6 Ways to Rebuild Your Real-Estate Business After a Crisis
Most entrepreneurs don't realize that even in the midst of turbulent market shifts, there are opportunities and new pathways to wealth-building.
Entrepreneurship is a journey, one that’s usually unpredictable. No matter the industry, you’re likely to experience some form of crisis, whether from within the company or externally, and the Covid-19 pandemic generated seismic changes in the real estate sector. Metro-areas saw a dip in sales in 2020 not seen since the housing and financial crises of 2007-2008 and so sellers were hesitant to put properties on the market, even as the demand for houses outside of cities spiked.
I picked up this shift in demand and positioned my brand as the go-to place for luxury houses away from city life, and came away with a few ways to rebuild a real estate brand after unexpected market shifts.
1. SWOT analysis
One thing that I learned to do after a crisis is assess my company’s strengths, weaknesses, opportunities and threats (SWOT) — determined its weaknesses that would impede an ability to recover. Next, I identify ways of minimizing these weaknesses. For example, could I need a new team? Should I outsource to an expert with special skills? This type of analysis helps you become aware of where you are as a company, and is integral in helping you rebuild.
2. Cultivating networks
A broad range of connections plays a vital role in real estate success. For instance, there were moments after a crisis when an opportunity landed on my lap thanks to my widespread network. Having one before market shifts makes it much easier to rebuild. If you lack one at the moment, you should include its build-out as a vital strategy.
3. Fine-tune your team
Reviving a business only works when it has an effective team. In some cases, yours may lack skills needed to help you scale up, and you may have to get rid of up to one-third of their members to seize upon opportunities. The taking on of replacement staff can pay off in the form of gained new knowledge — people who will come with fresh ideas and a zeal for helping you achieve.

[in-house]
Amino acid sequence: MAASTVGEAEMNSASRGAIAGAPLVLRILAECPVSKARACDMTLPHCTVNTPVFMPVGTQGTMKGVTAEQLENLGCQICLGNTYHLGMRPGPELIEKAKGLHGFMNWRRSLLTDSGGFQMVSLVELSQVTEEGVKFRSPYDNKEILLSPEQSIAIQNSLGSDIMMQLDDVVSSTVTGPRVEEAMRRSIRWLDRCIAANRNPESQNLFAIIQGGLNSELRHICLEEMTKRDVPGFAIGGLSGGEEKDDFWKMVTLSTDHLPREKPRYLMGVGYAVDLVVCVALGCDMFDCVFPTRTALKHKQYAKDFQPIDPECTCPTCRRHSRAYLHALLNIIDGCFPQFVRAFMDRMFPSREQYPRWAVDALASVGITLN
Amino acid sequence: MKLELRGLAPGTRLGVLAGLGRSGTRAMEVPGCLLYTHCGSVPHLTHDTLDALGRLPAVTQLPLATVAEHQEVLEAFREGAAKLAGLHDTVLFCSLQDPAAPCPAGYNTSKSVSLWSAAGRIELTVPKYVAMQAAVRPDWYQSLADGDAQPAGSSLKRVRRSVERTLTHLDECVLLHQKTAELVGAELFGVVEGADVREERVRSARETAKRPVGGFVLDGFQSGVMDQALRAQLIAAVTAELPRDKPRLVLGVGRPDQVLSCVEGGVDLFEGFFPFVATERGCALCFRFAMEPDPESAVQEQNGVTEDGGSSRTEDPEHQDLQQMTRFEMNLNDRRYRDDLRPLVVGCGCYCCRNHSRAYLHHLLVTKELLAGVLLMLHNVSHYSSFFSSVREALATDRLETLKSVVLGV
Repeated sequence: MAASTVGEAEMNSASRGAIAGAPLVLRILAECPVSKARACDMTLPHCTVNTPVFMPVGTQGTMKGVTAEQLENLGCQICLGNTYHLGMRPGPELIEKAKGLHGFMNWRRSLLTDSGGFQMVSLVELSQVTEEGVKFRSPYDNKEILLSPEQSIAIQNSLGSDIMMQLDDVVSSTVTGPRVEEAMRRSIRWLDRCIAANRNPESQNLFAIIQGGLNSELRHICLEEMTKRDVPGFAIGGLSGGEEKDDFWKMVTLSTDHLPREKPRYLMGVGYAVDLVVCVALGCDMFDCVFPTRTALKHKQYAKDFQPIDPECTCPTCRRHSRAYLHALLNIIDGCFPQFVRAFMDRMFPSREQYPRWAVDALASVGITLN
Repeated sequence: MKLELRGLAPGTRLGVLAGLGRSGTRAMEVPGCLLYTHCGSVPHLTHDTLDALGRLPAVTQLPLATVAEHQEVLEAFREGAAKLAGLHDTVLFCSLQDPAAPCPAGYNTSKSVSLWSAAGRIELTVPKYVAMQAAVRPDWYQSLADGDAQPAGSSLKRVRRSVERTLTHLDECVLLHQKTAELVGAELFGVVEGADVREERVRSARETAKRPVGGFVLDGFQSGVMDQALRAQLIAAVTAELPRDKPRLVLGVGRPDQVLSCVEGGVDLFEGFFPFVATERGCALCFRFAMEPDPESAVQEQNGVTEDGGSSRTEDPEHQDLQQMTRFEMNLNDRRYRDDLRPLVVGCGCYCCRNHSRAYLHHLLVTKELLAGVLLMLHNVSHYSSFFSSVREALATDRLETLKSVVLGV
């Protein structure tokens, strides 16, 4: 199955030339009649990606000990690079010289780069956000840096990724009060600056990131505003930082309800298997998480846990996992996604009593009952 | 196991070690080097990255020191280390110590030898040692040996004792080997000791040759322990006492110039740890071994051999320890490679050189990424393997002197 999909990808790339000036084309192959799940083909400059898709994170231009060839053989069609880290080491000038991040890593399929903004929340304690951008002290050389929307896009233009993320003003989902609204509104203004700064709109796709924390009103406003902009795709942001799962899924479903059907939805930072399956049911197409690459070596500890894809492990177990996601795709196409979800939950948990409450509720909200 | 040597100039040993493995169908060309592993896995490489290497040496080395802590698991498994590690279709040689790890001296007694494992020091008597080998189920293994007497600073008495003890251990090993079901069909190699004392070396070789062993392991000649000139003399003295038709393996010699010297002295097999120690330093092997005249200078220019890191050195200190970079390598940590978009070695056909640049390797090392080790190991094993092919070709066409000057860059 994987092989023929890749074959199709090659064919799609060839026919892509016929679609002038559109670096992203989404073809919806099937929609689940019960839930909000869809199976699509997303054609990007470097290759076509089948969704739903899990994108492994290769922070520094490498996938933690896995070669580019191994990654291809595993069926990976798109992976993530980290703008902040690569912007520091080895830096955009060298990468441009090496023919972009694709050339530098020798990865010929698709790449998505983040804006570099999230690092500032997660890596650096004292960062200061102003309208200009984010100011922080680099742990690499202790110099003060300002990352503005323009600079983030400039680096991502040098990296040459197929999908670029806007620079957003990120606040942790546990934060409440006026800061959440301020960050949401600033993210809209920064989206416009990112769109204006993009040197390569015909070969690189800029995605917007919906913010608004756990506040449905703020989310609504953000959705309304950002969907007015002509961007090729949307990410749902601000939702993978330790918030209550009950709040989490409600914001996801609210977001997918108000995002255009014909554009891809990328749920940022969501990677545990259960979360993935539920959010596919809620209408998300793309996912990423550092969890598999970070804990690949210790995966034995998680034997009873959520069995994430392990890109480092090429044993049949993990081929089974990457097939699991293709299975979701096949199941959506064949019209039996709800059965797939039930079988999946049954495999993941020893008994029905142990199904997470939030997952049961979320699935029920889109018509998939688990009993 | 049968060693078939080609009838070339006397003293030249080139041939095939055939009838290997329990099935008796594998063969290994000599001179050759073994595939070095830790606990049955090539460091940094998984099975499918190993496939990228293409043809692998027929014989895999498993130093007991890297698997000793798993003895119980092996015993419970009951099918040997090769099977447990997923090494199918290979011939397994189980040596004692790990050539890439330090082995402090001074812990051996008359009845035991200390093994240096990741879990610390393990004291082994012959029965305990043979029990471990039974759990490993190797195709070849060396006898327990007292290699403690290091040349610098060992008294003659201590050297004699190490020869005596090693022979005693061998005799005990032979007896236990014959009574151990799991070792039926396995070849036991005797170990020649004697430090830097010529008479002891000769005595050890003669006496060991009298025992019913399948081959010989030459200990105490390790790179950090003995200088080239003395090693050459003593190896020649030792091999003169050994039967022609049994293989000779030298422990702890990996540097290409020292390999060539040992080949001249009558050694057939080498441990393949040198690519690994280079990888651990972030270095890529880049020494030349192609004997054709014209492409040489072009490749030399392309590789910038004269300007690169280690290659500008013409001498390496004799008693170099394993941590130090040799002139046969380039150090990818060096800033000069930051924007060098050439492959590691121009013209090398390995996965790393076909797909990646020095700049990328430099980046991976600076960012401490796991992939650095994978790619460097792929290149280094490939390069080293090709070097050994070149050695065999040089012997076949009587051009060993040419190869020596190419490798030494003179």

4. Connect with core DNA
A business can face so many challenges that one can forget why it was started in the first place. So, when you want to revive yours, it’s essential to look inside the company DNA — its reasons for being and the qualities that make it stand out. Once you identify these unique attributes, you should build on them by communicating them to your target audience. In putting purpose at the center of strategy, you realize three specific benefits: more motivated stakeholders, more unified internal messaging and a broader positive impact on society.
5. Stay in contact with clients
Following up with clients helps determine whether they’re willing to continue purchasing. If not, the follow-up can help you understand why they’re no longer interested. My mantra in the real estate business is, “Always seek to connect with people,” and the feedback I get from them helps me identify areas I need to rebuild.
6. Failure is not final: arriving at a new vision
The effects of a crisis can seem like a failure, but with an effective strategy, you can revive. Doing so requires that you to tap into your innovation. Part of my strategy entails researching a target audience: I find out how their needs have changed as well as the evolving market trends. Next, I use information gained to recreate my service in a way that addresses their pain points. Innovation requires you to do something new, which means you have to research market conditions and competitors and develop new ways to sell your service.
A new vision helps motivate the team and sets the tone for change, and you should create one that reflects your goals and precisely communicate it to team members. When crafting a new vision, it helps considerably to include your team in the process: Encourage them to share ideas to make it as impactful as possible.
In the end, this renewed perspective will help you make decisions, maintain focus, motivate talent, help define the company culture and prioritize resources.
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